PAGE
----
How did this all work out? I asked in our conversation about the production. “I’m really quite struck by the mesh of our two voices,” she answered “It’s really interesting to experience your own work being seen by someone else in a different way than how you had understood it. I’m finding that what they have created rings very true to what’s in the pieces themselves.” Since her works were originally created without any dramatic context, she has found it particularly fascinating to see them now being drawn into this larger dramatic whole. She spoke about how both composers have a similar interest in the themes of intimacy and loss and use similar imagery in their pieces: bodies of water and night-time, for example.
The overall impact will be the creation of a fluid dreamscape world, and even though the two composer’s pieces may sound different, she was confident that there would be an organic realism to the whole. Albery will also be adding video projections to make a full artistic rendering that is also very suitable for online performance.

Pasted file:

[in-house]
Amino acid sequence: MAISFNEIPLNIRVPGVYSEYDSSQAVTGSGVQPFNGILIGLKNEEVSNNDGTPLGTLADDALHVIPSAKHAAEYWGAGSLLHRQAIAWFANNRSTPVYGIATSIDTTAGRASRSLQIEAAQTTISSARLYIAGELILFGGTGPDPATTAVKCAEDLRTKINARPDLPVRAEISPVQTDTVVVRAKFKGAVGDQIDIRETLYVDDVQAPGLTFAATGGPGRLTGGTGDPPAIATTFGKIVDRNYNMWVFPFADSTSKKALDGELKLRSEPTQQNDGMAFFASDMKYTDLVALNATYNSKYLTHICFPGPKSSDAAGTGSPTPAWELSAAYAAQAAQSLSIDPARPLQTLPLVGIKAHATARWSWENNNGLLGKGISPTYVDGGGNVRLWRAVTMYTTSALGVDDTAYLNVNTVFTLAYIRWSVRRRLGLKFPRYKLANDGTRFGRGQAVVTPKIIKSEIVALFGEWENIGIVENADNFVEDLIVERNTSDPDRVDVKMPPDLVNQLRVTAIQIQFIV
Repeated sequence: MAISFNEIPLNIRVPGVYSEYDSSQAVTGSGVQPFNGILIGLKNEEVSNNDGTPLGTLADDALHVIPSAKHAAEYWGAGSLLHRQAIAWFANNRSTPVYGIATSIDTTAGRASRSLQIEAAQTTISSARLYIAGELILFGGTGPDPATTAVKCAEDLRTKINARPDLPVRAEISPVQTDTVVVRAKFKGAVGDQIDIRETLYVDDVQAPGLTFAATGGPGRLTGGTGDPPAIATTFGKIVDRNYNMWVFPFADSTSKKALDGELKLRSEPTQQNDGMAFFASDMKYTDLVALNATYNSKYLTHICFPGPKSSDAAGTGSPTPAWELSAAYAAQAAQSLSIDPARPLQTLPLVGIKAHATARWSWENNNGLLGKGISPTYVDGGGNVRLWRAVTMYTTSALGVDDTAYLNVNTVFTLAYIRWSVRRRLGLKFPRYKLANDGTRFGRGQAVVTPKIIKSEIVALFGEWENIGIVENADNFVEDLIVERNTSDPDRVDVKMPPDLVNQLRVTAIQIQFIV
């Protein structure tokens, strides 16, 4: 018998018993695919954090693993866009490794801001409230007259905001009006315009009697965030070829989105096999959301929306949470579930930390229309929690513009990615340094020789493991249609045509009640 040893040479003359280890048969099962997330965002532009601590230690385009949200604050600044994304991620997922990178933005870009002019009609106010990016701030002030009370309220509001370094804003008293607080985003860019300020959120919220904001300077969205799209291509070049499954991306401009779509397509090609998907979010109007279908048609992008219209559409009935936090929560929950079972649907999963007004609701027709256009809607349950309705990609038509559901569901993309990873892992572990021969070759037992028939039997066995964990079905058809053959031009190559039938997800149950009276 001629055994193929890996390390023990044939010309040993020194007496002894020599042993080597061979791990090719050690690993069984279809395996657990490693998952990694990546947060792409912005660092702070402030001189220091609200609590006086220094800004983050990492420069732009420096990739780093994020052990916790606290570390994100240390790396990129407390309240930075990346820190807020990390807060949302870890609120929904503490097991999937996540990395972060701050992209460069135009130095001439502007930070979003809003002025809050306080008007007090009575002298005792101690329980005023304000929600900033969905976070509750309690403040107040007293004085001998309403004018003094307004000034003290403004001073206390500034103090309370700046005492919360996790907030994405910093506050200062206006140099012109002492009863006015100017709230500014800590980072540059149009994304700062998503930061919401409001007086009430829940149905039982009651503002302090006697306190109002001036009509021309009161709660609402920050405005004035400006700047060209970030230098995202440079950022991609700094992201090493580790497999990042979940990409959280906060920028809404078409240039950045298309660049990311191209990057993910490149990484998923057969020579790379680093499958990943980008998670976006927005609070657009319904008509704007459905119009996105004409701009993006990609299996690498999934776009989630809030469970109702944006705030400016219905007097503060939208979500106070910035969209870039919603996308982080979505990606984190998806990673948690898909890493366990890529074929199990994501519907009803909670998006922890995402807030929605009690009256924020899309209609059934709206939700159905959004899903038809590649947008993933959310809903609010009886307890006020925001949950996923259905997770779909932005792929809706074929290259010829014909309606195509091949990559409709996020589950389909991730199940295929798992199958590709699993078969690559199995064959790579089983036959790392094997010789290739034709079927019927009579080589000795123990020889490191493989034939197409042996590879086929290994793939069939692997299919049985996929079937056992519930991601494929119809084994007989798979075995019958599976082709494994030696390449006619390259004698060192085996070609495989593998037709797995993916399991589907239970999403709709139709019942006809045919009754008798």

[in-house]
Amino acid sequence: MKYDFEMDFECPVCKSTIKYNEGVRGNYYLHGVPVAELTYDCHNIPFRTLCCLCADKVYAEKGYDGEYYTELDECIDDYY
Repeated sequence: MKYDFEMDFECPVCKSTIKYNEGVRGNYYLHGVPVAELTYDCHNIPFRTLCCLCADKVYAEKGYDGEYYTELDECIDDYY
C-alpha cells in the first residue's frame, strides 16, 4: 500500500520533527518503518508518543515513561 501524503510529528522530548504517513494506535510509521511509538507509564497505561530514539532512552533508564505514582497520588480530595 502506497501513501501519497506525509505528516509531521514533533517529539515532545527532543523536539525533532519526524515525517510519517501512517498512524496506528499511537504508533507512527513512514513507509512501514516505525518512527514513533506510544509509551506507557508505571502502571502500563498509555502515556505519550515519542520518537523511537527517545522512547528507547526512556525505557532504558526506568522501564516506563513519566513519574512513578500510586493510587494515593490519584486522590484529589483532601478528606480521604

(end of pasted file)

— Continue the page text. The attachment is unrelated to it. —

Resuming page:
Writing for voice has developed into one of Livingston’s big passions, and she is currently enjoying her role as composer-in-residence at Glyndebourne Festival Opera, located just outside of London, England, in what was originally conceived as a two-year residency that has now been expanded into three, thanks to COVID. For her, this experience has been a rare opportunity to see up close how one of the top companies rehearses and puts together their programs. She was originally drawn to writing for voice through her activities as a choral singer, giving her the opportunity to meet many singers who eventually began asking her for pieces. As her career developed, writing for voice “really seemed to speak to me creatively,” she said, largely because of the role of text in the process. This was the “compositional and creative puzzle that my mind truly sparks over. I love those places where words and music come together to make meaning and emotions complicated.”